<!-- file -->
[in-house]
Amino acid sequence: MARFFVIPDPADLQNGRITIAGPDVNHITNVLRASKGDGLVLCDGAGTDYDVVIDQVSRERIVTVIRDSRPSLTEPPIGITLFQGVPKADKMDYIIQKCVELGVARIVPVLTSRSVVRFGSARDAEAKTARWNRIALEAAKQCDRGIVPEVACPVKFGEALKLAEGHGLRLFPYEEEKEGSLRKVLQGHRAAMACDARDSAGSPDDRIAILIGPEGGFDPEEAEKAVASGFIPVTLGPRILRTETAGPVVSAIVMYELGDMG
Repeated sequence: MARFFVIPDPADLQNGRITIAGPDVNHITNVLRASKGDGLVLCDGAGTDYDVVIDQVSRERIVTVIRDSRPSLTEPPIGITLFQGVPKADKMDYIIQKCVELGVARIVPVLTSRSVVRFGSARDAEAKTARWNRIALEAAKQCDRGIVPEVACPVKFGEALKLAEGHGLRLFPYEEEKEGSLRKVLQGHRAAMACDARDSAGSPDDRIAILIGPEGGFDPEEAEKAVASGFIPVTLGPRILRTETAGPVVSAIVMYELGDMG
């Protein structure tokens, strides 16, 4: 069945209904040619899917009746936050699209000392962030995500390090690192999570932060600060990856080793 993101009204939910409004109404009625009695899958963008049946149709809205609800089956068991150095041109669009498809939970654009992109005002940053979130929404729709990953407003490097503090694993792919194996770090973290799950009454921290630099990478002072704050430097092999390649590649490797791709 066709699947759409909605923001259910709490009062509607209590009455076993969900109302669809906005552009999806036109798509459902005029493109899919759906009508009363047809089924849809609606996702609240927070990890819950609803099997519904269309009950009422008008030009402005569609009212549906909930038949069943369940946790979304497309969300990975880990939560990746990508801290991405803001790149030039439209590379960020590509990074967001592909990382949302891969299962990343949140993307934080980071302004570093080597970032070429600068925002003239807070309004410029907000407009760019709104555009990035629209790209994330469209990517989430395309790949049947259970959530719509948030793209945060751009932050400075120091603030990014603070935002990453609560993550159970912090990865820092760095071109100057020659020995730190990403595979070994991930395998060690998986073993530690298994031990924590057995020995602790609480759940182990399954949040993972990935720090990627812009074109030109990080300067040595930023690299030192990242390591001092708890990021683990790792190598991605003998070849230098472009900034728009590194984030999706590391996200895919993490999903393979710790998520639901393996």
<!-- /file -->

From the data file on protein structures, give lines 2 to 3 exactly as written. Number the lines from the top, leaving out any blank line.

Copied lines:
Amino acid sequence: MARFFVIPDPADLQNGRITIAGPDVNHITNVLRASKGDGLVLCDGAGTDYDVVIDQVSRERIVTVIRDSRPSLTEPPIGITLFQGVPKADKMDYIIQKCVELGVARIVPVLTSRSVVRFGSARDAEAKTARWNRIALEAAKQCDRGIVPEVACPVKFGEALKLAEGHGLRLFPYEEEKEGSLRKVLQGHRAAMACDARDSAGSPDDRIAILIGPEGGFDPEEAEKAVASGFIPVTLGPRILRTETAGPVVSAIVMYELGDMG
Repeated sequence: MARFFVIPDPADLQNGRITIAGPDVNHITNVLRASKGDGLVLCDGAGTDYDVVIDQVSRERIVTVIRDSRPSLTEPPIGITLFQGVPKADKMDYIIQKCVELGVARIVPVLTSRSVVRFGSARDAEAKTARWNRIALEAAKQCDRGIVPEVACPVKFGEALKLAEGHGLRLFPYEEEKEGSLRKVLQGHRAAMACDARDSAGSPDDRIAILIGPEGGFDPEEAEKAVASGFIPVTLGPRILRTETAGPVVSAIVMYELGDMG